© Hyundai Motors AmericaHyundai Ioniq Electric
Base MSRP: $29,815
Range: 124 miles
The electric version of Hyundai’s new Ioniq is the fuel-economy champ in America for the second year in a row, boasting 150 MPGe in the city. The economical small sedan features an 88-kW (118 horsepower) permanent magnet synchronous electric motor that generates 215 lb-ft of torque. With a 28-kWh lithium-ion polymer battery pack, the Ioniq Electric can travel up to 124 miles on a full charge. Using a 100-kW fast charger, the car can be charged to 80 percent capacity in about 20 minutes and can be fully charged in 4 hours using a 240-volt power source. The Ioniq is available in either base or Limited trim and currently sold exclusively in California.

© Hyundai Motors AmericaHyundai Kona Electric
Base MSRP: $36,950
Range: 258 miles
Following the introduction of the stylish Kona crossover last year, Hyundai has introduced a pure-electric version. The Kona Electric features a powerful yet efficient electric drivetrain and a comfortable, roomy interior. The drivetrain consists of a 150-kW electric motor that produces 201 horsepower and 291 lb-ft of torque, and a high-voltage 64 kWh lithium-ion battery. Kona Electric uses a Level-II onboard charging system capable of a 7.2 kW rate of charge for rapid recharging. An 80 percent charge can be achieved in 54 minutes with a Level-III quick charge using the SAE-Combo charging port, while a 7.2 kW Level-II charger takes 9 hours and 35 minutes to reach a full charge. The Kona Electric features aerodynamic body enhancements and LED headlights, taillights and daytime running lights.

© Perry Stern, Automotive Content ExperienceJaguar I-PACE
Base MSRP: $69,500
Range: 234 miles
The all-new Jaguar I-PACE is an entirely electric crossover that looks and feels like a Jaguar should, possessing excellent performance both on- and off-road. All I-PACE trims come well equipped with high levels of luxury as well as the latest high-tech safety features, including automatic emergency braking, lane-keeping assist, rear traffic monitor, traffic-sign recognition and clear exit monitor. Power comes from dual permanent-magnet synchronous electric motors — one powering the front wheels, one powering the rears to create a permanent 4-wheel-drive system. Total output is 394 horsepower and 512 lb-ft of torque. Electric motors deliver peak torque immediately, which means the I-PACE can reach 60 mph from a standstill in a quick 4.5 seconds.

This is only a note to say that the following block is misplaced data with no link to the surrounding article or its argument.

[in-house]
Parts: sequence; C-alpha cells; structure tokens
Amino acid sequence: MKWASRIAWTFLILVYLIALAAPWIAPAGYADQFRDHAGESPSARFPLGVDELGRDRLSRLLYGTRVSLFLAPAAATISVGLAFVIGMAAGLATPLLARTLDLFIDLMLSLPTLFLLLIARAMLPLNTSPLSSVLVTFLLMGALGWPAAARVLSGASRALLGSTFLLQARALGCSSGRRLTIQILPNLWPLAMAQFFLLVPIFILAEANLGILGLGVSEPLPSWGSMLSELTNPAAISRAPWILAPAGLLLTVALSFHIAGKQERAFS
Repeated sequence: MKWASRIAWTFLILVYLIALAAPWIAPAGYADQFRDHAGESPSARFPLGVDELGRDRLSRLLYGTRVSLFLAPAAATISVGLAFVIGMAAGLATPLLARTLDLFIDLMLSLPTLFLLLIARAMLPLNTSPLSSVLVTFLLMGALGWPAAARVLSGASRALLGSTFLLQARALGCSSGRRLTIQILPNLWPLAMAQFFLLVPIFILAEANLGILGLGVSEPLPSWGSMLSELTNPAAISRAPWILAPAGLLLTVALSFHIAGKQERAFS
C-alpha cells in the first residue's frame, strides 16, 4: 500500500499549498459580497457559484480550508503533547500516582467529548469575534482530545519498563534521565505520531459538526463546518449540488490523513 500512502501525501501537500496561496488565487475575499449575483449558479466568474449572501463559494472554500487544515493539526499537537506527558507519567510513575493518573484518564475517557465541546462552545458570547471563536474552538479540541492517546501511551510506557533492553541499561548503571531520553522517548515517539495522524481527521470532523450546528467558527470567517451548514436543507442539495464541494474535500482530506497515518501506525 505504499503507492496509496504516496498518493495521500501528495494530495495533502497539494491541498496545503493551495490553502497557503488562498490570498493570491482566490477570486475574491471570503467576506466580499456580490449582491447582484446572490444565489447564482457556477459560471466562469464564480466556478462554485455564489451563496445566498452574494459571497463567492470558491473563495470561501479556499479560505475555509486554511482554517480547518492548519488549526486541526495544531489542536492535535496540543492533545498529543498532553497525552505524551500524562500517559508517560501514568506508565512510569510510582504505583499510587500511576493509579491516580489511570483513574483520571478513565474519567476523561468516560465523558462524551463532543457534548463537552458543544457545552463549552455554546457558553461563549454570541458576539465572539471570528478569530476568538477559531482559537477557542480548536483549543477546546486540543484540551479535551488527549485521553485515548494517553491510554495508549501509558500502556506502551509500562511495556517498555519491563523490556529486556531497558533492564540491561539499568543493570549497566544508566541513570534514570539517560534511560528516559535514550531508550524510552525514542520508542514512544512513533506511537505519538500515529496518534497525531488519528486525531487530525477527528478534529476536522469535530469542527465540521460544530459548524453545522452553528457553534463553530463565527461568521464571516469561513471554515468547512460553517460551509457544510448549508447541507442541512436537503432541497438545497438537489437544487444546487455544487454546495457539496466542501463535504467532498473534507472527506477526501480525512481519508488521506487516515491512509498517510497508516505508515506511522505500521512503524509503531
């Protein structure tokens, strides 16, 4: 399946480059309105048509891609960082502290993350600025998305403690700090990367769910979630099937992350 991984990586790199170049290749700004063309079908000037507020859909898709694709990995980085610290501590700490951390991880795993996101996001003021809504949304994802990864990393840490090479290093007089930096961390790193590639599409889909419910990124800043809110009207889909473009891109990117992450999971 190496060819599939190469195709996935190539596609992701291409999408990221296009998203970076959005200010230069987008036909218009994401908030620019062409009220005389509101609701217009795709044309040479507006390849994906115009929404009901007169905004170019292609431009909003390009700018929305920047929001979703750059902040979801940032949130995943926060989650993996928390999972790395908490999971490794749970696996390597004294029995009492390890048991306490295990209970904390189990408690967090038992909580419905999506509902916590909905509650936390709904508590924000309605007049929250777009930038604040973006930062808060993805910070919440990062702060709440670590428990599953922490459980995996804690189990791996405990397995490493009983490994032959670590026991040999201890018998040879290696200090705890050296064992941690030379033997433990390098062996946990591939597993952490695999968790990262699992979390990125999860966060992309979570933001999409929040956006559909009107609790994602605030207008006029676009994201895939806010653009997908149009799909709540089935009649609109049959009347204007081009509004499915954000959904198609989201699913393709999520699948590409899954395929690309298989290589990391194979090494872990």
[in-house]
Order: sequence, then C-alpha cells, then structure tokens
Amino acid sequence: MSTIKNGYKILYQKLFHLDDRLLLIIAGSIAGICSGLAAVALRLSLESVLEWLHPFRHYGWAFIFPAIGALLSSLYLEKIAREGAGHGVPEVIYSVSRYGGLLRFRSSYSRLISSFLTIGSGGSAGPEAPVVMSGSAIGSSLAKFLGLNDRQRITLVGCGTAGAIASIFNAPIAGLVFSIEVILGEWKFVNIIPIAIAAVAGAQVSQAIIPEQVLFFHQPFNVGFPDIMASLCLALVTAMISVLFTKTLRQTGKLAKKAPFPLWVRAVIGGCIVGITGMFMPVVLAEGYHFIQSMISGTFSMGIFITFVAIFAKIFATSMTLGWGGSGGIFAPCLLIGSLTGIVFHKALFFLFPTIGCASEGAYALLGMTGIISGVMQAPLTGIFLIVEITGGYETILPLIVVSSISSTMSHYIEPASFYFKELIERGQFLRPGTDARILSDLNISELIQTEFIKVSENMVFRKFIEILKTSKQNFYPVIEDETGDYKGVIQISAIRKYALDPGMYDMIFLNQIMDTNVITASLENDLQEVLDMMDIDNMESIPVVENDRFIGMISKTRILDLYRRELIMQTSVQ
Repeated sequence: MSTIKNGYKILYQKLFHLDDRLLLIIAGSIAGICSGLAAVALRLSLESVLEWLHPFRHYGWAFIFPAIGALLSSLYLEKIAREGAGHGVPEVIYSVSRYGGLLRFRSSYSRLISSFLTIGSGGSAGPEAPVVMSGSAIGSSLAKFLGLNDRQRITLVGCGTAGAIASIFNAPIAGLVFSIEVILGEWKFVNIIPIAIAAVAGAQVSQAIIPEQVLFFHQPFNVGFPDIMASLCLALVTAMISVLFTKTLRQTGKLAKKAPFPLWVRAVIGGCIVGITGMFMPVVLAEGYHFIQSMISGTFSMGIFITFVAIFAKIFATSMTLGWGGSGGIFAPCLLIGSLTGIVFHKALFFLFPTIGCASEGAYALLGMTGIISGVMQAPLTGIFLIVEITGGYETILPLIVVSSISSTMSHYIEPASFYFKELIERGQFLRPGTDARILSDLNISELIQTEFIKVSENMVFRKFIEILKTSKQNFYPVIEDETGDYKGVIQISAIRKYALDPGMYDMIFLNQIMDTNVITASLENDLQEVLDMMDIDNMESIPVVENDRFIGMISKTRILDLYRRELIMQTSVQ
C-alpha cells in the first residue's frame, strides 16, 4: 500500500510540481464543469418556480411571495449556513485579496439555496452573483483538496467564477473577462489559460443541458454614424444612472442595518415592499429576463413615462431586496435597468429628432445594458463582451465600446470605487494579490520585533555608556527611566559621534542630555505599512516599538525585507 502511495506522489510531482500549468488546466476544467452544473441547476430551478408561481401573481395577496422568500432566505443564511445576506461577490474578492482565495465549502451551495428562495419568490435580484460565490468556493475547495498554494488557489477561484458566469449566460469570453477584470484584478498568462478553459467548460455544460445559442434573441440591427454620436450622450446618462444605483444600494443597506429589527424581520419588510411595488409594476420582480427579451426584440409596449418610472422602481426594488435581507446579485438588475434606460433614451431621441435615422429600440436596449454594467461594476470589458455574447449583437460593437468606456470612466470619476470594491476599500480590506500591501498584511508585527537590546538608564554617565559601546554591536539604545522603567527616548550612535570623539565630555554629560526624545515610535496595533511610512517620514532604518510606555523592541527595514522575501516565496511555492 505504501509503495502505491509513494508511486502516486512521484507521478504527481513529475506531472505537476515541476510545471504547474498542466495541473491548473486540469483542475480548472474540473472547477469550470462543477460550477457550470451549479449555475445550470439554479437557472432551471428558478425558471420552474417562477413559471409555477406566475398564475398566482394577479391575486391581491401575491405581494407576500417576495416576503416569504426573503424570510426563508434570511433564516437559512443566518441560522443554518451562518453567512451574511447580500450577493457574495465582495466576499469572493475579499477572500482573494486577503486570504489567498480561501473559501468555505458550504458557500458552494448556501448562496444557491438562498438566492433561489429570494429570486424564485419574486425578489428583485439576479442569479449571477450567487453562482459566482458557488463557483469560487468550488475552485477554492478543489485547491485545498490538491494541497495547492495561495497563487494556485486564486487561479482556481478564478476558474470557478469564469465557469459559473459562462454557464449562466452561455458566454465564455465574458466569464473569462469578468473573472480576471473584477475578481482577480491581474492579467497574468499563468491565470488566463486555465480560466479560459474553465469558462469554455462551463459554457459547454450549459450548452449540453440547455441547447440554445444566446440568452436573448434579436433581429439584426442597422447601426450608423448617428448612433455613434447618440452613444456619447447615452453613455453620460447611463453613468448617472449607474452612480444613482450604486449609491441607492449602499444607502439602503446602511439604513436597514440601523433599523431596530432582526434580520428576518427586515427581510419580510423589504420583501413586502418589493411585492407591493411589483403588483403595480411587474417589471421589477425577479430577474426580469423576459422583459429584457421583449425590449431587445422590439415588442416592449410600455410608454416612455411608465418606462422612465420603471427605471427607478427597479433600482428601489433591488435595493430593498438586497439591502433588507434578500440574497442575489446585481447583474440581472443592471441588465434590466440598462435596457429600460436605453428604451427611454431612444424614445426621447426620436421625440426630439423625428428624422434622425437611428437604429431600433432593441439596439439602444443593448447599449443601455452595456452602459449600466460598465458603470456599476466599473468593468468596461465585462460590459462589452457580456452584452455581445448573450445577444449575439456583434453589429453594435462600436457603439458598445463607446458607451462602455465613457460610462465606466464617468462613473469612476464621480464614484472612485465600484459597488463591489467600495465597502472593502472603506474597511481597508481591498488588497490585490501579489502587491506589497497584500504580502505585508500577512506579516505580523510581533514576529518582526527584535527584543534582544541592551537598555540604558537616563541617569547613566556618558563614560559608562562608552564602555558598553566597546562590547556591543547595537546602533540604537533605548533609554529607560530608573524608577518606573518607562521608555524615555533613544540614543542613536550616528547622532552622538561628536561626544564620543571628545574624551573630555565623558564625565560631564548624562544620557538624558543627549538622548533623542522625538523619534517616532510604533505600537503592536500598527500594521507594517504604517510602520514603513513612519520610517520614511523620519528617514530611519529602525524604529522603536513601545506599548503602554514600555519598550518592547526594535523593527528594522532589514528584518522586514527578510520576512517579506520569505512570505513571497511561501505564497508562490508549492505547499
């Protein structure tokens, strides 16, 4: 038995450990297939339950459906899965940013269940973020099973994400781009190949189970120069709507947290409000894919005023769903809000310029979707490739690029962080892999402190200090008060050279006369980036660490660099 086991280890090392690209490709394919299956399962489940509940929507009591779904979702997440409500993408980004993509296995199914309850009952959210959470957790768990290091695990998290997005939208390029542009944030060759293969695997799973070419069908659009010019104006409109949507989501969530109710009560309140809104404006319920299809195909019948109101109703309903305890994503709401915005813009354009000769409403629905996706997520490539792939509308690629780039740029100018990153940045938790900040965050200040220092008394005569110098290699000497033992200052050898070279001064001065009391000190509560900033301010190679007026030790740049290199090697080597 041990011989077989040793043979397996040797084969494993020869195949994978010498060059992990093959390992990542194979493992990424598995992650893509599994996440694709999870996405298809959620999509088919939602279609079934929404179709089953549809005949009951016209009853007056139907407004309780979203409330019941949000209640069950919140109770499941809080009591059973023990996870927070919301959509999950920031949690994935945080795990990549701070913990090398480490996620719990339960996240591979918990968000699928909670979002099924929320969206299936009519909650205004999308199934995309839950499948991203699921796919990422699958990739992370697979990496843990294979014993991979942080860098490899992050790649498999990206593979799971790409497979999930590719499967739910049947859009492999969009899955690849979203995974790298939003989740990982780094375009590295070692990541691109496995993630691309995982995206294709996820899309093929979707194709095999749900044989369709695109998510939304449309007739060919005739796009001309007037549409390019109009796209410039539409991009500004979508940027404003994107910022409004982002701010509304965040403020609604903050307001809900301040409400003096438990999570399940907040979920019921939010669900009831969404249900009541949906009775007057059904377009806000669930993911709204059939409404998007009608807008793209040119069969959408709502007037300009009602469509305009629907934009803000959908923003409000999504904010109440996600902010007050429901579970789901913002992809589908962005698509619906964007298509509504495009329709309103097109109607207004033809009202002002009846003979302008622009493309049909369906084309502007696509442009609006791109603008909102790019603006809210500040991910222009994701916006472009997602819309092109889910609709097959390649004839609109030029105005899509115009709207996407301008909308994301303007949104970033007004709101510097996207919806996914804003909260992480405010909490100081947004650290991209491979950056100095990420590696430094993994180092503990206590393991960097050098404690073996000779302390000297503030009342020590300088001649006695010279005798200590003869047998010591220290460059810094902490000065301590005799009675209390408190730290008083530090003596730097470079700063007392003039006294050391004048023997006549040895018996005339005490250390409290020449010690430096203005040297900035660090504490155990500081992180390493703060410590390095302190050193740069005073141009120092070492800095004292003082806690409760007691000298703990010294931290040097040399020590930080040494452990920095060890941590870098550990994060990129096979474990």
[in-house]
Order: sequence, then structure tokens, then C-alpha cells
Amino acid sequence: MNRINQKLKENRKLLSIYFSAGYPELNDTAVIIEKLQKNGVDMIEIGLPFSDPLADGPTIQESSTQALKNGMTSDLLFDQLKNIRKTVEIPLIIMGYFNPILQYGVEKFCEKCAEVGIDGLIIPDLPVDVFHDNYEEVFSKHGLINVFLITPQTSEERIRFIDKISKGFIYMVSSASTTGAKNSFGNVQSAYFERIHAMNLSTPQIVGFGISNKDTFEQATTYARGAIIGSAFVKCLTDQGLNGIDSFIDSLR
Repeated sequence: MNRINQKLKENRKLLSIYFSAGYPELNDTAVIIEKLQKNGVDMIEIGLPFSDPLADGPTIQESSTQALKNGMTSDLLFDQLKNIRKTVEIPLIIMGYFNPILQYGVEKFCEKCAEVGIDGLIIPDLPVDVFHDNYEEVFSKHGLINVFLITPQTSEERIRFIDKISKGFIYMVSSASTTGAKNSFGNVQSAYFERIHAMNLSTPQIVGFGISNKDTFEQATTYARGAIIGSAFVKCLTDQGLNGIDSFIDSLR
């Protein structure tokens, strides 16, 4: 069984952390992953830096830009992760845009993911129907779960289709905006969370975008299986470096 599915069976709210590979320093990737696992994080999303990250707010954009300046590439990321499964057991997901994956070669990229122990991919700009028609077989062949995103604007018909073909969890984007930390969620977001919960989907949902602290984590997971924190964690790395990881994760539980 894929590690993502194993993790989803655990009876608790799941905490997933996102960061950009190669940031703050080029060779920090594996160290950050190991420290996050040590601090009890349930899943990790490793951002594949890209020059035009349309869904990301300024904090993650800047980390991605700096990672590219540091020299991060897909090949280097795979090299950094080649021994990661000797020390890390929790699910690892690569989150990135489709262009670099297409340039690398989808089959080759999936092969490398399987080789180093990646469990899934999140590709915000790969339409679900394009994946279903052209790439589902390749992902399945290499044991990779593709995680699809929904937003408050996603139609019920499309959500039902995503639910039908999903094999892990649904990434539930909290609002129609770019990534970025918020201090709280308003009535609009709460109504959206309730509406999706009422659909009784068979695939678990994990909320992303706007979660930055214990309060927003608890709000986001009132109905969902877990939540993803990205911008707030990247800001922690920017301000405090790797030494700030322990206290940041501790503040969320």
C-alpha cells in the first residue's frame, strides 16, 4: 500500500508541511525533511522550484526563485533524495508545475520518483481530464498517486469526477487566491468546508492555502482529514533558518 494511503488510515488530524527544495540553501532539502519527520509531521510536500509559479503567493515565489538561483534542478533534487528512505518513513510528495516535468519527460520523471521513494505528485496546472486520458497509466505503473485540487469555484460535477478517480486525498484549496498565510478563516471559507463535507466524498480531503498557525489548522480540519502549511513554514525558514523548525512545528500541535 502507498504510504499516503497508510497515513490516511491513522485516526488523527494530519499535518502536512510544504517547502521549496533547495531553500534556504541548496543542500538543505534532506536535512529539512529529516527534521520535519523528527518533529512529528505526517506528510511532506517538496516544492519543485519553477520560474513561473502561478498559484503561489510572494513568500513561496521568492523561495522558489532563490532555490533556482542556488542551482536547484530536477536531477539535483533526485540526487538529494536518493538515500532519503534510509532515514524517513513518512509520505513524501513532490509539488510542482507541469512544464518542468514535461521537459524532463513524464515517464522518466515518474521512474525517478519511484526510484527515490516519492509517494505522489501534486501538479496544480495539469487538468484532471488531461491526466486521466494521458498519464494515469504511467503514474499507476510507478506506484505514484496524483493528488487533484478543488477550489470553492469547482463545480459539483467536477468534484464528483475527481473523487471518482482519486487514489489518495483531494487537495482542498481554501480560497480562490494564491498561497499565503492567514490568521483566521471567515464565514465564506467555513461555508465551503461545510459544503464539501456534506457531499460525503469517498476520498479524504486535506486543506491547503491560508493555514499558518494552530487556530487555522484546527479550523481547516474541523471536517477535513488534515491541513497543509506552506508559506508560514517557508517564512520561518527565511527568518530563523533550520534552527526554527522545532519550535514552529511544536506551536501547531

© Kia Motors AmericaKia Niro EV
Base MSRP: $38,500
Range: 239 miles
When Kia introduced the Niro hybrid a few years back, the company promised a plug-in hybrid and pure EV would be coming soon. The plug-in hybrid went on sale last year, and at last year’s L.A. Auto Show the all-electric Niro debuted. Offering the functionality of a typical compact crossover, the Niro EV utilizes a liquid-cooled 64kWh lithium-ion polymer battery stored under the floor so the cabin remains spacious. The Niro EV gets motivation from an electric motor that produces 201 horsepower and a strong 291 lb-ft of torque that comes on instantly for great acceleration. Since electric cars run silently, Kia has given the Niro EV an artificial sound described as a “techy whirring noise.” While this does make the Niro EV sound pretty cool, the noise is actually designed as a safety feature to alert pedestrians about the car’s presence.